Package Management in Windows Using Chocolatey
In today’s Ask the Admin, I’ll look at the Chocolatey package manager for Windows, what it does, and how it can simplify software deployment on servers and end-user devices.
Passwords Haven’t Disappeared Yet
123456. Qwerty. Iloveyou. No, these are not exercises for people who are brand new to typing. Shockingly, they are among the most common passwords that end users choose in 2021. Research has found that the average business user must manually type out, or copy/paste, the credentials to 154 websites per month. We repeatedly got one question that surprised us: “Why would I ever trust a third party with control of my network?
Windows has long been a second-class citizen when it comes to package managers. In Linux, it is easy to install an application using apt-get or Yum from the command line. But until recently, there has been no built-in way to do the same in Windows. For end users, the Microsoft Store partly addresses the problem because apps can be installed in one click and updates are managed for the user. Legacy Win32 apps are a different story.
Windows Installer became the standard technology for deploying software in enterprises and it is supported by Group Policy and Microsoft System Center Configuration Manager (SCCM). But unlike apt-get in Linux, it can’t be used to quickly install and update software from online repositories using a simple command.
Windows Installer is complex to work with and isn’t as flexible as the package managers available for other operating systems. In the last few years, Windows has gained support for several third-party package managers, of which, Chocolatey is the most well-known. Created by a former Puppet engineer, Chocolatey is supported by most configuration management solutions, like Chef and Puppet. Based on NuGet, a free and open-source package manager designed for Microsoft .NET, Chocolatey uses PowerShell on the front end to make software installation easier.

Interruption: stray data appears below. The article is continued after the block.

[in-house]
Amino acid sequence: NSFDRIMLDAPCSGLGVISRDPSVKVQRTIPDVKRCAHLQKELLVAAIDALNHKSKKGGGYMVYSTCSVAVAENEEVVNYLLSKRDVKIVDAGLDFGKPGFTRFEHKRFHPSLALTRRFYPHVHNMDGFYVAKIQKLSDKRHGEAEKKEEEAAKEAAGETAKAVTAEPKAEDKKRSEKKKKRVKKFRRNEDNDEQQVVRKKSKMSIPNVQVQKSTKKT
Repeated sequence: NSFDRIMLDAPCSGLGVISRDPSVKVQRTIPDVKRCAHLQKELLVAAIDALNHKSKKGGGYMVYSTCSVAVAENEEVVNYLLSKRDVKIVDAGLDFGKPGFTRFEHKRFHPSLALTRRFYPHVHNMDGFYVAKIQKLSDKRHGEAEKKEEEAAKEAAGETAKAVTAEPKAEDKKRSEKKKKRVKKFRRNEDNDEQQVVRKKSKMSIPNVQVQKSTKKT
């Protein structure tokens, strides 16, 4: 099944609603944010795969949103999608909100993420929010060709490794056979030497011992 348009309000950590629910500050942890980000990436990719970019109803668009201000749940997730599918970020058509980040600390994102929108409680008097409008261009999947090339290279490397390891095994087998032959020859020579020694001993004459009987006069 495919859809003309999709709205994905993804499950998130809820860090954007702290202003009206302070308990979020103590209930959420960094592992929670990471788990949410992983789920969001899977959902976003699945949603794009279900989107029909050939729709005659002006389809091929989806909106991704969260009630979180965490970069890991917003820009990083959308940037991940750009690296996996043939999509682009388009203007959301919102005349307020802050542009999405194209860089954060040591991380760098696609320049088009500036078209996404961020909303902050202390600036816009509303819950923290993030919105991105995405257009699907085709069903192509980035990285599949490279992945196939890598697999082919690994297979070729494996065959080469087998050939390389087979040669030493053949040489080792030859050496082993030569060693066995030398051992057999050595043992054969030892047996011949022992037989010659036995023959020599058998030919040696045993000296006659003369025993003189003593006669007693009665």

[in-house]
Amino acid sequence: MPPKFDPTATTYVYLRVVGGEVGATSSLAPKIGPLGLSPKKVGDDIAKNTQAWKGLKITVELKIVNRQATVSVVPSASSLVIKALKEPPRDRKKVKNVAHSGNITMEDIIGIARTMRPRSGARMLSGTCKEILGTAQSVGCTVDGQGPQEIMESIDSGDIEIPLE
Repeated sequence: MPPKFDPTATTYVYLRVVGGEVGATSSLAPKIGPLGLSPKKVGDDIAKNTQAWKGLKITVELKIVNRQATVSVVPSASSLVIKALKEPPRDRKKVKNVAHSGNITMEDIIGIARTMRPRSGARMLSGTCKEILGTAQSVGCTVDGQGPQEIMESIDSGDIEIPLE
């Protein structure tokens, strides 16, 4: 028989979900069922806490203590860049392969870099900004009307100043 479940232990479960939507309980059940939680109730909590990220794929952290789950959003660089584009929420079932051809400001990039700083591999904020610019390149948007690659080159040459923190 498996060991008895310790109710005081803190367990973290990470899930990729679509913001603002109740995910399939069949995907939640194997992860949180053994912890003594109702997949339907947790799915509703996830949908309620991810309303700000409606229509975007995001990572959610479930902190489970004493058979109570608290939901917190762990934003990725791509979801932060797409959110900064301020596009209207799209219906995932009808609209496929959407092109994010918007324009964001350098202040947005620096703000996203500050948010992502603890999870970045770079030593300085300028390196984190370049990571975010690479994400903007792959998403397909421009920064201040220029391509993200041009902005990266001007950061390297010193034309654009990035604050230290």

Chocolatey for Business
The open source version of Chocolatey is free. Chocolatey for Business (C4B) must be licensed but it adds important features for organizations that want a centralized software management solution. Features in C4B that are not included in the open source version include Package Builder, which can be used to quickly build packages from existing installers and zip files. The Chocolatey Agent is a self-service installer that can install software for users even if they don’t have administrative privileges. A central console management UI is planned for the first quarter of 2018 and will add reporting and management features. Regardless of whether you use open source Chocolatey or C4B, you can create your own secure repositories from which users and configuration management systems can install software.
Package Management Providers
The Windows Management Framework (WMF) includes PackageManagement (previously OneGet), a module which manages package managers. Open a PowerShell prompt, type Get-PackageProvider, and press ENTER. PowerShell will return a list of providers that are registered with the PackageManagement module. In the screenshot below, you can see that in addition to the default package managers, NuGet is also installed.
If you search for a package provider and it is not present on your system, Get-PackageProvider will give you the option to install it.
Get-PackageProvider -Name chocolatey
It’s not compulsory to add Chocolatey as a provider. If you choose to add it, you can use standard PowerShell commands to install packages from the Chocolatey repository. For example, to use Chocolatey to install VLC, run this command:
choco install vlc
If Chocolatey is registered as a package provider on a system, you can use the standard PowerShell Install-Package cmdlet instead:
Packages and Repositories
There are thousands of applications already packaged in the public Chocolatey repository. If you want to create a private repository, you can set up a Chocolatey server on your local area network or host packages on a file share.
A Chocolatey package is a NuGet file (.nupkg). NuGet packages can be unzipped, so you can see its contents. Packages contain an XML file with information about the package and how it should be installed on a system as well as files required by the application.
All versions of Chocolatey allow you to package your own applications for distribution internally. C4B Package Builder takes existing Windows Installer files and creates packages for distribution with Chocolatey. The command below takes the enterprise .MSI installer file for Google Chrome and creates a new Chocolatey package.
choco new googlechrome --file=.\googlechromestandaloneenterprise.msi --build-package
In this Ask the Admin, I gave you some background information on package managers in Windows, including NuGet, the Windows PowerShell PackageManagement module and Chocolatey. In a future article, I’ll look into more details about how to use Chocolatey and PowerShell to install and update software.